The two bad boys of bridge cameras....
I wasn't going to write about gear today but really, I had to. One of my readers wrote me to ask which of the two top bridge cameras I prefer and, for once, I have enough data points on both to answer him. Here's the lay of the land: When it first came out I rushed to buy a Sony RX10 camera, convinced that it might be the "holy grail" of fixed lens cameras. That's a category that's had a soft spot in my heart since the introduction of the Sony R1 about ten years ago. The Sony R1 spoiled me for compact cameras and for other bridge cameras. How could it not? It was the first camera with a nearly APS-C sensor in a fixed lens body whose fixed lens was a crazy good, 24-120mm equivalent Zeiss branded zoom lens, custom matched to the sensor. I finally passed that camera on to a good friend last year because I felt that it needed more love and attention than I was giving it.
But for a couple of years I shot almost everything with a pair of the R1s. Everything from portraits to theater to architecture. The lens really was amazing. My commercial interest waned when we finally got 24 megapixel cameras that could see in the dark. Then I thought my clients might snub the 10 megapixels in the R1. How foolish was that?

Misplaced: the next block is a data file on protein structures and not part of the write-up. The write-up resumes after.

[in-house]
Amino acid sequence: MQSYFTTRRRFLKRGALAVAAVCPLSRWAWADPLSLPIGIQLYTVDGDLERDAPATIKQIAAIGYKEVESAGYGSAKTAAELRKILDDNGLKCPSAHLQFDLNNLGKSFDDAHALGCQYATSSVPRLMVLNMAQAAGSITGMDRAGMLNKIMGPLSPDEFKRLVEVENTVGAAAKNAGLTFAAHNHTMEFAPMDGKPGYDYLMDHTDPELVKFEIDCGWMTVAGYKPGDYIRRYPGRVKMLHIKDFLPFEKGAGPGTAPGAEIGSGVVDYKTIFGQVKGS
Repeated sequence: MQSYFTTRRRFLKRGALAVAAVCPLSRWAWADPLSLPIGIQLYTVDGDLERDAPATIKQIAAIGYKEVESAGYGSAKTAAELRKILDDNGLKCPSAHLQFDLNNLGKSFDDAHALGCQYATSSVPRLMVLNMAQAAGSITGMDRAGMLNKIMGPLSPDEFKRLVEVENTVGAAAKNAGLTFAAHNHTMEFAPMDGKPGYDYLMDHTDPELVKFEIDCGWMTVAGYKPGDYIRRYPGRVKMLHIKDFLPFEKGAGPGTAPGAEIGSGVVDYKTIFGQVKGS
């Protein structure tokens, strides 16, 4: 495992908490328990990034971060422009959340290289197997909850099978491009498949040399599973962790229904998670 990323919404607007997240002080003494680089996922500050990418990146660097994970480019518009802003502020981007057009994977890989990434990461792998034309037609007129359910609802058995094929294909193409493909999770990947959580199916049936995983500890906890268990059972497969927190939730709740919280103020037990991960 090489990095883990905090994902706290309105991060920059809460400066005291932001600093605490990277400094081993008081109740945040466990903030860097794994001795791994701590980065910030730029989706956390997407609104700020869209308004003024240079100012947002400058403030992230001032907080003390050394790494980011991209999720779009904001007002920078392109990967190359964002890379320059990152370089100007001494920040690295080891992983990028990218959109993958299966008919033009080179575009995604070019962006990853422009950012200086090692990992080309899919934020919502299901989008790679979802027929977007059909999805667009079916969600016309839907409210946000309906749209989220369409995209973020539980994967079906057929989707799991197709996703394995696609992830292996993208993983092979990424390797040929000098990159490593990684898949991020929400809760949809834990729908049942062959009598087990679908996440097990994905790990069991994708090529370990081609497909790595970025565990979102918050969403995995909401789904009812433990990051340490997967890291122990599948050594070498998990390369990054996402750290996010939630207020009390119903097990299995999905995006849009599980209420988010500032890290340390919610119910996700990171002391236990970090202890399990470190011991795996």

But let me backtrack and tell you why I was (and am) interested in "bridge cameras" to begin with. First of all there is the attraction in, first the Sony R1, and then in the Sony RX10 and the Panasonic, of a bigger than average sensor (compared with most compacts) coupled with a very, very high quality lens. In the case of the Sony it is a Zeiss